However, there is the possibility that an ancient practice of abbreviation that revolves around the contraction of names will provide more clues regarding the pronunciation of the Name. Rather than considering YAH to be drawn from the first two letters of Elohim's name (YHVH) we must consider that YAH is actually a contracted form of YHVH that is formed by a combination of the first and the last letters of YHVH along with the vowel "a." The possibility that YAH is a contraction rather than the first syllable of YHVH's name is supported by the fact that many Hebrew names use the syllable YAH as a suffix rather than as a prefix as seen in the following chart:

By Peter and Linda Miller-Russo
In Psalms 68:4 the short form of the Creator's name appears to be translated into English as JAH. As we've just discussed however, there is no "J" sound in the Hebrew language--so the translation is incorrect. The original Hebrew letters translated to JAH are Yod and Hey (YH). Dropping the "J" sound and replacing with the "Y" sound from YH the short name of the Creator is YAH. In fact, transliterated Hebrew to English Bibles translate the Hebrew as YAH not JAH.

Another important clue is found in the Hebrew word that most of us know as "hallelujah" which is translated as "Praise ye the LORD" in most English Bibles:
Praise ye the LORD [Hallelujah]. O give thanks unto the LORD; for he is good: for his mercy endureth for ever.
                                                                - Psalms 106:1
The Hebrew text translated as "Praise ye the LORD" is shown broken down into Hebrew and English in the following table:
If the YAH in Psalms 68:4 and in halleluYAH is a contraction of YHVH's name rather than the first syllable of His name then just what is the first syllable?

There are four possibilities: YeH, YiH, YoH, and YuH. Of these the most likely candidate is YeH. In the same way as YaH is used as a suffix in Hebrew naming, YeH is often used as a prefix. This type of naming is called "Theophoric" naming. Some Biblical examples of this type of naming are shown in the following chart:

Both of these charts seem to favor the use of YEH rather than YAH as the first syllable of Elohim's name-this means that rather than the name YAHavah we would pronounce Elohim's name as YEHavah.

But what about YEHOVAH? YEHAVAH is so close to the generally accepted name JEHOVAH (Yehovah in Hebrew) that we know we must delve deeper and examine another clue regarding the Name.

If we examine "hovah" again we see that it was initially rejected because it appears to mean "ruin and disaster" whereas "havah" means "to be." However, upon further examination we find that hovah's root word in Hebrew is "havah" or "hayah" as in "to be, or to happen." Therefore "YeHOVAH" does have a meaning that makes sense for the Creator's name. Yet perhaps the strongest evidence in favor of "hovah" (as in YE-ho-vah) is that in Hebrew "YE" is the future tense of "to be" as in "shall", "HO" is the present tense of "to be" as in "is", and "AH" is the past tense of "to be" as in "was." Thus YE-HO-AH can mean "who was, who is, and who shall be." This is in perfect alignment with YHVH's own words, "I am that I am." When we insert the VAV (V sound) we have the pronunciation of:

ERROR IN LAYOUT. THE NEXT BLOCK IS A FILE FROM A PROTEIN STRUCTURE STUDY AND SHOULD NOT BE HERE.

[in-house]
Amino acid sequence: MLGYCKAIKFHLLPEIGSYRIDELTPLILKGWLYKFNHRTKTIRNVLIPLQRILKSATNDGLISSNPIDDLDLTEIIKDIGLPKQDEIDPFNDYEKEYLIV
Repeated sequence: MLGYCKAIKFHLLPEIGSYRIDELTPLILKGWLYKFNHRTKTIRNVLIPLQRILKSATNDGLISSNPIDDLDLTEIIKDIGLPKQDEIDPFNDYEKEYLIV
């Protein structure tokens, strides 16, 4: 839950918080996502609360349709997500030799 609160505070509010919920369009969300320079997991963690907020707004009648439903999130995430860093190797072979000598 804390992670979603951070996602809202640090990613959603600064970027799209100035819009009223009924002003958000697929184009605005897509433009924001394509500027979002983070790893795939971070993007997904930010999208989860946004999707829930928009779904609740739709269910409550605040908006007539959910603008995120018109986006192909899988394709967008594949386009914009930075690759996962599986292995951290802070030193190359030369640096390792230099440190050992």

YE-HO-V-AH


Can we be absolutely sure that Elohim's name is pronounced as YEHOVAH? The answer is unfortunately no. One thing is certain though--the Name does have a pronunciation. We can also be certain that the common people of ancient Israel knew the pronunciation of Elohim's name for the Word clearly shows this. In the book of Ruth we see that Boaz (King David's great-grandfather) greeted field workers with the name of YEHOVAH:


And, behold, Boaz came from Bethlehem, and said unto the reapers, YEHOVAH be with you. And they answered him, YEHOVAH bless thee.
                                                                 - Ruth 2:4
The fact that the pronunciation of the Name has apparently been lost over the centuries is a sad testimonial to the failings of the priestly class of Judaism- whether accidental or by intention. The nation that was to be-and someday will be-a nation of priests to the world failed to follow YEHOVAH's desire for His name to be known and used:

Thou shalt fear YEHOVAH thy Elohim; him shalt thou serve, and to him shalt thou cleave, and swear by his name.
                                                          - Deuteronomy 10:20
How can we all swear by His name if we don't know how to pronounce it? Perhaps there is some Jewish sect that has preserved the Name's pronunciation and will uncover it and share it with the world someday. Maybe this will happen on the day that the third Temple in Jerusalem is dedicated. Until then, we should speak His name to the best of our abilities as we reach out to our Creator, our Father, YEHOVAH.
In a previous article we have explained how the name of the Father was translated as "the LORD" from the Hebrew letters Yod-Hey-Vav-Hey or YHVH: